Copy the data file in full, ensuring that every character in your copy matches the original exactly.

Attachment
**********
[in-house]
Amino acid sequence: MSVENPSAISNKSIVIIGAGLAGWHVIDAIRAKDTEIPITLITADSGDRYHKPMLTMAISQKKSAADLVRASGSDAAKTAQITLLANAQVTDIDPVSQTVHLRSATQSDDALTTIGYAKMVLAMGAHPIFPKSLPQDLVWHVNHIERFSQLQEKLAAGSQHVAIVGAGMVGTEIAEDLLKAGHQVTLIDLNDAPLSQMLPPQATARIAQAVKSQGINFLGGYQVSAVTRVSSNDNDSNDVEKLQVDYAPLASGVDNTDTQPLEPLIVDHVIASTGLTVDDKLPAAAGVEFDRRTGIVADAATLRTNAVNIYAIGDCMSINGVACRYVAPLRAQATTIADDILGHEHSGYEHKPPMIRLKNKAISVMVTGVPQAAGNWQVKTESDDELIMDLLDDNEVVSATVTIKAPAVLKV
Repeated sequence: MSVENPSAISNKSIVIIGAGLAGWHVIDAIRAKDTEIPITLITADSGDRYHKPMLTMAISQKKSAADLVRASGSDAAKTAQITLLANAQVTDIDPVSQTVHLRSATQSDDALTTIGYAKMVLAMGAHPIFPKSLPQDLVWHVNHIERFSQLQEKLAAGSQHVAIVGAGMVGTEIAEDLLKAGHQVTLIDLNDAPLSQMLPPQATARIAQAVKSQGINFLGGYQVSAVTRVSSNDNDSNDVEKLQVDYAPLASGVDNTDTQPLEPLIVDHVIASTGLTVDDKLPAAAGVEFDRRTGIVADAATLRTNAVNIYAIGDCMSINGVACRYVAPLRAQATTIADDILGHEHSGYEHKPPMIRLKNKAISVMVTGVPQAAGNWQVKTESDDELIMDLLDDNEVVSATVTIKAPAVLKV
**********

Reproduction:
[in-house]
Amino acid sequence: MSVENPSAISNKSIVIIGAGLAGWHVIDAIRAKDTEIPITLITADSGDRYHKPMLTMAISQKKSAADLVRASGSDAAKTAQITLLANAQVTDIDPVSQTVHLRSATQSDDALTTIGYAKMVLAMGAHPIFPKSLPQDLVWHVNHIERFSQLQEKLAAGSQHVAIVGAGMVGTEIAEDLLKAGHQVTLIDLNDAPLSQMLPPQATARIAQAVKSQGINFLGGYQVSAVTRVSSNDNDSNDVEKLQVDYAPLASGVDNTDTQPLEPLIVDHVIASTGLTVDDKLPAAAGVEFDRRTGIVADAATLRTNAVNIYAIGDCMSINGVACRYVAPLRAQATTIADDILGHEHSGYEHKPPMIRLKNKAISVMVTGVPQAAGNWQVKTESDDELIMDLLDDNEVVSATVTIKAPAVLKV
Repeated sequence: MSVENPSAISNKSIVIIGAGLAGWHVIDAIRAKDTEIPITLITADSGDRYHKPMLTMAISQKKSAADLVRASGSDAAKTAQITLLANAQVTDIDPVSQTVHLRSATQSDDALTTIGYAKMVLAMGAHPIFPKSLPQDLVWHVNHIERFSQLQEKLAAGSQHVAIVGAGMVGTEIAEDLLKAGHQVTLIDLNDAPLSQMLPPQATARIAQAVKSQGINFLGGYQVSAVTRVSSNDNDSNDVEKLQVDYAPLASGVDNTDTQPLEPLIVDHVIASTGLTVDDKLPAAAGVEFDRRTGIVADAATLRTNAVNIYAIGDCMSINGVACRYVAPLRAQATTIADDILGHEHSGYEHKPPMIRLKNKAISVMVTGVPQAAGNWQVKTESDDELIMDLLDDNEVVSATVTIKAPAVLKV